Eating disorders

Sara

Female
Age at interview: 20
Age at diagnosis: 16

Brief outline: Sara was diagnosed with anorexia nervosa at 16. Through outpatient and inpatient treatment and with her family's support she is now recovering. She does a lot of voluntary work to improve young people's mental health services.

Background: Sara is 20. She works part time and is about to start University. She is in a relationship and lives in a shared house. White Scottish.

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Sara was diagnosed with anorexia nervosa at 16. Through outpatient and inpatient treatment and with her family’s support she is now recovering. She does a lot of voluntary work to improve young people’s mental health services.
 
Sara started dieting around the age of 16. She says it’s difficult to know how and when but gradually the dieting starting to turn into restricting food, skipping meals and doing more exercise. Sara approached a school nurse, who after just weighing her mentioned the possibility of anorexia. Sara went to see her GP and she was referred to CAMHS (Child and Adolescent Mental Health Service) for outpatient counselling and she started seeing a CPN (community psychiatric nurse) regularly.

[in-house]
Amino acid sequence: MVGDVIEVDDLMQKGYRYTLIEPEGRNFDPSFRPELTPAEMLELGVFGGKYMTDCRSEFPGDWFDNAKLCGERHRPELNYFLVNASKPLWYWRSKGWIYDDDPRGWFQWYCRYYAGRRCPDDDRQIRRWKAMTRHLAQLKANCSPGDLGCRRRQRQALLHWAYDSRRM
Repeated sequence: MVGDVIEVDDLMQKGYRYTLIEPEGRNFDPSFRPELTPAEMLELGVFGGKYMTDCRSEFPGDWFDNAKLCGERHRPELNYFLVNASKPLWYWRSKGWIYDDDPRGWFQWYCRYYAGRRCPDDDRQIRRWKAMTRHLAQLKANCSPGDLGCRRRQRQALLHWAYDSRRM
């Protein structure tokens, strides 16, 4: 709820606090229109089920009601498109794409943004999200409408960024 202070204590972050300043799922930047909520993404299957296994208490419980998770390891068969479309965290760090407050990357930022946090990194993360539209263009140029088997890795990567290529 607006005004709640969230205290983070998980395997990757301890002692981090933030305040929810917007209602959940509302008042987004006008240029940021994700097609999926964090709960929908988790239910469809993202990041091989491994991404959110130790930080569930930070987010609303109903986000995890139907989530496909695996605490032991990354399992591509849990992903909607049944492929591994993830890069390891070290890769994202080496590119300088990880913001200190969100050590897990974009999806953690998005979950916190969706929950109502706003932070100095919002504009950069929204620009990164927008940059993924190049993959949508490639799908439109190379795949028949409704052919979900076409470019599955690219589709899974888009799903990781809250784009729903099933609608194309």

Sara was diagnosed with anorexia nervosa. She says for her the diagnosis was mainly a way to access the help she needed. She was not given any information about eating disorders and she wishes someone would’ve sat down with her and explained everything to her. Sara received counselling as an outpatient for a while but straight after she finished her GCSEs, she was admitted as an inpatient, first on the general children’s ward and later into a young people’s unit. Sara had to agree to have a nasal-gastric tube to feed her and she was initially on bed rest under constant observation. Sara says she got a lot of emotional support in the unit and she was totally focussed on getting out. A landmark occasion for Sara was when she got the NG tube out so she could go and collect her exam results from school.
 
After discharge, Sara went gradually back to school. She saw her CPN for another couple of years and her mum was mainly responsible for her food. Over time, Sara has also suffered with depression and obsessiveness. She says now that she is over the anorexia, she still battles with depression and self-esteem issues. 
 
Sara is doing a lot of voluntary work to improve future care of young people in her local CAMHS. It has helped her in recovery to be able to turn her experiences to something positive and proactive. She is about to start her studies at University and in the future, she would like to work with young people.

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